It's also worth noting Tim's portrayal of the city as a hostile one! Tim Sweeney's environmentalism shows up once in awhile throughout the ZZT series where trees tend to always be beneficial to the player in offering advice. The registration address for ZZT is for Potomac, MD which is roughly a half hour outside of Washington D.C. as well so if the decision for the city to be in a sorry state is meant to be based on Sweeney's actual city at the time we know where we're looking. (This is also why some of the earlier ZZT materials credit the game to Potomac Computer Systems rather than Epic).


My first stop was the pawn shop. Despite being currently broke I figured it'd be worth seeing what was for sale. The pawn shop itself is a simple red interior with walled off ammo and gems to the sides.


The broker explains their shop and lists what they can offer. The ammo works out to being cheaper here than in Town (where it was 3 shots for 1 gem which works out to 15 for 5). The player can buy health here when they couldn't at all in Town, but it's very expensive and the game actually requires amassing gems in order to complete it. Town's health supply is tight enough that it is definitely a challenge for new players, and City seems to realize this, but in a way that isn't actually very helpful unfortunately. The good news is that City is significantly easier than Town so the need for more health in the first place is reduced quite a bit.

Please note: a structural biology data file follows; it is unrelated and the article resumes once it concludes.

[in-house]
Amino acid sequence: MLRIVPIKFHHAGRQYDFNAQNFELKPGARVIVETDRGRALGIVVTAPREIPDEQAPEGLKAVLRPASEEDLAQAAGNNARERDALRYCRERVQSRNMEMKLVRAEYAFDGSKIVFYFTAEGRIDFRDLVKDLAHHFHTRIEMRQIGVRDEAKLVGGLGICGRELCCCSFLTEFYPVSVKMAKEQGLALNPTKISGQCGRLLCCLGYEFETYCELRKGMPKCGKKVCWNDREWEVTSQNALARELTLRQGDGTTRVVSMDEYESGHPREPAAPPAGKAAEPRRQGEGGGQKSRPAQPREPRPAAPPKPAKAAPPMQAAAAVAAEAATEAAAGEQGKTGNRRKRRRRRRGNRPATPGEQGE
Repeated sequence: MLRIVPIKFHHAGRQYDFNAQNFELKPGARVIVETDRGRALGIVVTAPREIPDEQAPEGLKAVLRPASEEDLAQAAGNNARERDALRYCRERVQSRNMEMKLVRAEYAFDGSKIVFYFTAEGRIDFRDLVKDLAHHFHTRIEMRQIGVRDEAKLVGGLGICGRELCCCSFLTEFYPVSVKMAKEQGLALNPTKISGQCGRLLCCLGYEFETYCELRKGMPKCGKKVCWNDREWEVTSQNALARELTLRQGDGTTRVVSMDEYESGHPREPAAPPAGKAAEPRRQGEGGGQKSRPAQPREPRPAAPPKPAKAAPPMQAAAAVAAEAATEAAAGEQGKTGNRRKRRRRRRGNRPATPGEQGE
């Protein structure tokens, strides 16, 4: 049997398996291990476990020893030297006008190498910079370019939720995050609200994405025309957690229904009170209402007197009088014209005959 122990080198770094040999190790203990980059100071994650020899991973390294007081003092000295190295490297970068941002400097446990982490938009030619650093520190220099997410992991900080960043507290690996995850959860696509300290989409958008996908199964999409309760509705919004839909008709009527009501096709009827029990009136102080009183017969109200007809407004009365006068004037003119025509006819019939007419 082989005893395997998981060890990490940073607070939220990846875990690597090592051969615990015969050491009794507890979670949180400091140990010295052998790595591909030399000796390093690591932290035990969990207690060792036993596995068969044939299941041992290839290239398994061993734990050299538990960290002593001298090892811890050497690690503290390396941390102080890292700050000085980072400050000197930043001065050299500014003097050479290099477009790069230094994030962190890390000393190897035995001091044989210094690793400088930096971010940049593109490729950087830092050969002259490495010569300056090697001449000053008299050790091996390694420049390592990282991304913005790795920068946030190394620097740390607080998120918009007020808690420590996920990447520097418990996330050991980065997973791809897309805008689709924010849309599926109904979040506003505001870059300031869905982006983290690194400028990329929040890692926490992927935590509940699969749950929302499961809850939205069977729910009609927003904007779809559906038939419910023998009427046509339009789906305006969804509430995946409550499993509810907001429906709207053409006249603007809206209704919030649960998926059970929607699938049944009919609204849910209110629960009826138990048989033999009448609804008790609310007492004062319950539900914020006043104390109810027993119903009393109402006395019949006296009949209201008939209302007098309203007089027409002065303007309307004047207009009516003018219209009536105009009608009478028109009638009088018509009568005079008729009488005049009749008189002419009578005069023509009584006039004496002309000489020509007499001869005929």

There's also advice offered, which in Town was just some lyrics to Led Zeppelin's Stairway to Heaven. Here it costs money, and is actually relevant as we'll see later.


The mystery of where to go to escape from the city isn't a tough nut to crack with the game explicitly stating there's a train station to the west. Heading that way the player can also pick up 120 ammo just lying on the city streets. A flashing scroll leading towards downtown diverts my interest in the train however.


ZZT has such a fun cast of characters. Dr. Bob lives downtown and the player should stay away from him?


All that ammo was given for a reason as the downtown area is a winding path filled with ZZT's creatures.


They have their intelligence cranked up making them opt to to move to the player more than they move randomly which makes it easy to get them to line up with the top wall and shoot away.

There are several yellow doors and keys downtown. The player can simply take one and follow the path to Dr. Bob's hideout, but if they're willing to face down a few more lions they can pick up some extra gems as well.